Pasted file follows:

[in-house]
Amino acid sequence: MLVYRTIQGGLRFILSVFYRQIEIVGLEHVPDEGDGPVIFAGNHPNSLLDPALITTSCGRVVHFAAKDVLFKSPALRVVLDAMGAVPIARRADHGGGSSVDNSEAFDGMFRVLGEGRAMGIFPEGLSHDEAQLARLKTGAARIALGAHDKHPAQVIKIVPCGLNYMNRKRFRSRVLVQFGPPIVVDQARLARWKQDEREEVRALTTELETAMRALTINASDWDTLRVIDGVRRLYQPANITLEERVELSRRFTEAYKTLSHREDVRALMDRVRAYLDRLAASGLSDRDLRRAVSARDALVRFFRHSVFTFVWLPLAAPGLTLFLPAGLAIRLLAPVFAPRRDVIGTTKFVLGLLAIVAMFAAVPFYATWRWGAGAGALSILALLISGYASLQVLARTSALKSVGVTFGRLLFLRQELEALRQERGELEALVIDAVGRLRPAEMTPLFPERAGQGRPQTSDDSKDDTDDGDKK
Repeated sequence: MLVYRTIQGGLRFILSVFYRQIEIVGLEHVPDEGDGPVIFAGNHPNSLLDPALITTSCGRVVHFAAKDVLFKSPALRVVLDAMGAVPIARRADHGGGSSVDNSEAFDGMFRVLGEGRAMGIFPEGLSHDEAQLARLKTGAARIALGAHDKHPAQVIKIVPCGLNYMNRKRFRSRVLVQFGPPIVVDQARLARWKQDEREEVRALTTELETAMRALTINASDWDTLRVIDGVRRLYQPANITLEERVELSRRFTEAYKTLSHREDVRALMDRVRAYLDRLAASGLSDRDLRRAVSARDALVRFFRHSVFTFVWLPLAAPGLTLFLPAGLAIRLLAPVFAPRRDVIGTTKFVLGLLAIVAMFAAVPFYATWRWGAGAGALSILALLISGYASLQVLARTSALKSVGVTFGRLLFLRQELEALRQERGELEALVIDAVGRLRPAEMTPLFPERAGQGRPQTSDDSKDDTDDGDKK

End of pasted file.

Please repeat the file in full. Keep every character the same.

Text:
[in-house]
Amino acid sequence: MLVYRTIQGGLRFILSVFYRQIEIVGLEHVPDEGDGPVIFAGNHPNSLLDPALITTSCGRVVHFAAKDVLFKSPALRVVLDAMGAVPIARRADHGGGSSVDNSEAFDGMFRVLGEGRAMGIFPEGLSHDEAQLARLKTGAARIALGAHDKHPAQVIKIVPCGLNYMNRKRFRSRVLVQFGPPIVVDQARLARWKQDEREEVRALTTELETAMRALTINASDWDTLRVIDGVRRLYQPANITLEERVELSRRFTEAYKTLSHREDVRALMDRVRAYLDRLAASGLSDRDLRRAVSARDALVRFFRHSVFTFVWLPLAAPGLTLFLPAGLAIRLLAPVFAPRRDVIGTTKFVLGLLAIVAMFAAVPFYATWRWGAGAGALSILALLISGYASLQVLARTSALKSVGVTFGRLLFLRQELEALRQERGELEALVIDAVGRLRPAEMTPLFPERAGQGRPQTSDDSKDDTDDGDKK
Repeated sequence: MLVYRTIQGGLRFILSVFYRQIEIVGLEHVPDEGDGPVIFAGNHPNSLLDPALITTSCGRVVHFAAKDVLFKSPALRVVLDAMGAVPIARRADHGGGSSVDNSEAFDGMFRVLGEGRAMGIFPEGLSHDEAQLARLKTGAARIALGAHDKHPAQVIKIVPCGLNYMNRKRFRSRVLVQFGPPIVVDQARLARWKQDEREEVRALTTELETAMRALTINASDWDTLRVIDGVRRLYQPANITLEERVELSRRFTEAYKTLSHREDVRALMDRVRAYLDRLAASGLSDRDLRRAVSARDALVRFFRHSVFTFVWLPLAAPGLTLFLPAGLAIRLLAPVFAPRRDVIGTTKFVLGLLAIVAMFAAVPFYATWRWGAGAGALSILALLISGYASLQVLARTSALKSVGVTFGRLLFLRQELEALRQERGELEALVIDAVGRLRPAEMTPLFPERAGQGRPQTSDDSKDDTDDGDKK